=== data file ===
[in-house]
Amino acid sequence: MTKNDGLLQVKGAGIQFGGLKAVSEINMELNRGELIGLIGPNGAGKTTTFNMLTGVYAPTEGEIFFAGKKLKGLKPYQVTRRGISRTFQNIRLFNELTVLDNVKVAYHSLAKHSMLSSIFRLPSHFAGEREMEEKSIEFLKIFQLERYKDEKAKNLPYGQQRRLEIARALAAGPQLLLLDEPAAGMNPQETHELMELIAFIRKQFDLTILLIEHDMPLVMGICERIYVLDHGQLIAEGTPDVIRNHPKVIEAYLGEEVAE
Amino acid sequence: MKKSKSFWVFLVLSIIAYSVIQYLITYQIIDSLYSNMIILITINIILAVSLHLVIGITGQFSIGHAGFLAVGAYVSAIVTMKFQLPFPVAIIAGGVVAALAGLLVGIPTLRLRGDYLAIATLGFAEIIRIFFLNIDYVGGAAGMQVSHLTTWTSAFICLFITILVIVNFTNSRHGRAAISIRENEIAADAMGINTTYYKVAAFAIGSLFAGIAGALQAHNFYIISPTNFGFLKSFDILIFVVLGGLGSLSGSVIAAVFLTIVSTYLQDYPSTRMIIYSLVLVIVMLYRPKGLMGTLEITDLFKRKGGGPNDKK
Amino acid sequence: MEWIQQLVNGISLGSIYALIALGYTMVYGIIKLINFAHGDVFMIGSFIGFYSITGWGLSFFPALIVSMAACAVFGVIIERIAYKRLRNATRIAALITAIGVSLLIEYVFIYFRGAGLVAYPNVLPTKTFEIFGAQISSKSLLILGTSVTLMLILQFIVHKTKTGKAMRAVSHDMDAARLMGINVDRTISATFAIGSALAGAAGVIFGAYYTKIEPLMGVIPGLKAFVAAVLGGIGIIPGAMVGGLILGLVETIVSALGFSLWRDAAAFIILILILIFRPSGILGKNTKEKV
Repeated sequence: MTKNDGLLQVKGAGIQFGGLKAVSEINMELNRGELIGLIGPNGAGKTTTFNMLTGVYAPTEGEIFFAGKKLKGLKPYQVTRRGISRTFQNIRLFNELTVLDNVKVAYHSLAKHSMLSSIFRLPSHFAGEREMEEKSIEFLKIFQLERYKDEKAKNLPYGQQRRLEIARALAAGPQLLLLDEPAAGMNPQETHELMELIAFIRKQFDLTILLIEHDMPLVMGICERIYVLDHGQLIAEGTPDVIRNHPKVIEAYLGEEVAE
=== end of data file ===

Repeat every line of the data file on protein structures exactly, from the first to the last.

[in-house]
Amino acid sequence: MTKNDGLLQVKGAGIQFGGLKAVSEINMELNRGELIGLIGPNGAGKTTTFNMLTGVYAPTEGEIFFAGKKLKGLKPYQVTRRGISRTFQNIRLFNELTVLDNVKVAYHSLAKHSMLSSIFRLPSHFAGEREMEEKSIEFLKIFQLERYKDEKAKNLPYGQQRRLEIARALAAGPQLLLLDEPAAGMNPQETHELMELIAFIRKQFDLTILLIEHDMPLVMGICERIYVLDHGQLIAEGTPDVIRNHPKVIEAYLGEEVAE
Amino acid sequence: MKKSKSFWVFLVLSIIAYSVIQYLITYQIIDSLYSNMIILITINIILAVSLHLVIGITGQFSIGHAGFLAVGAYVSAIVTMKFQLPFPVAIIAGGVVAALAGLLVGIPTLRLRGDYLAIATLGFAEIIRIFFLNIDYVGGAAGMQVSHLTTWTSAFICLFITILVIVNFTNSRHGRAAISIRENEIAADAMGINTTYYKVAAFAIGSLFAGIAGALQAHNFYIISPTNFGFLKSFDILIFVVLGGLGSLSGSVIAAVFLTIVSTYLQDYPSTRMIIYSLVLVIVMLYRPKGLMGTLEITDLFKRKGGGPNDKK
Amino acid sequence: MEWIQQLVNGISLGSIYALIALGYTMVYGIIKLINFAHGDVFMIGSFIGFYSITGWGLSFFPALIVSMAACAVFGVIIERIAYKRLRNATRIAALITAIGVSLLIEYVFIYFRGAGLVAYPNVLPTKTFEIFGAQISSKSLLILGTSVTLMLILQFIVHKTKTGKAMRAVSHDMDAARLMGINVDRTISATFAIGSALAGAAGVIFGAYYTKIEPLMGVIPGLKAFVAAVLGGIGIIPGAMVGGLILGLVETIVSALGFSLWRDAAAFIILILILIFRPSGILGKNTKEKV
Repeated sequence: MTKNDGLLQVKGAGIQFGGLKAVSEINMELNRGELIGLIGPNGAGKTTTFNMLTGVYAPTEGEIFFAGKKLKGLKPYQVTRRGISRTFQNIRLFNELTVLDNVKVAYHSLAKHSMLSSIFRLPSHFAGEREMEEKSIEFLKIFQLERYKDEKAKNLPYGQQRRLEIARALAAGPQLLLLDEPAAGMNPQETHELMELIAFIRKQFDLTILLIEHDMPLVMGICERIYVLDHGQLIAEGTPDVIRNHPKVIEAYLGEEVAE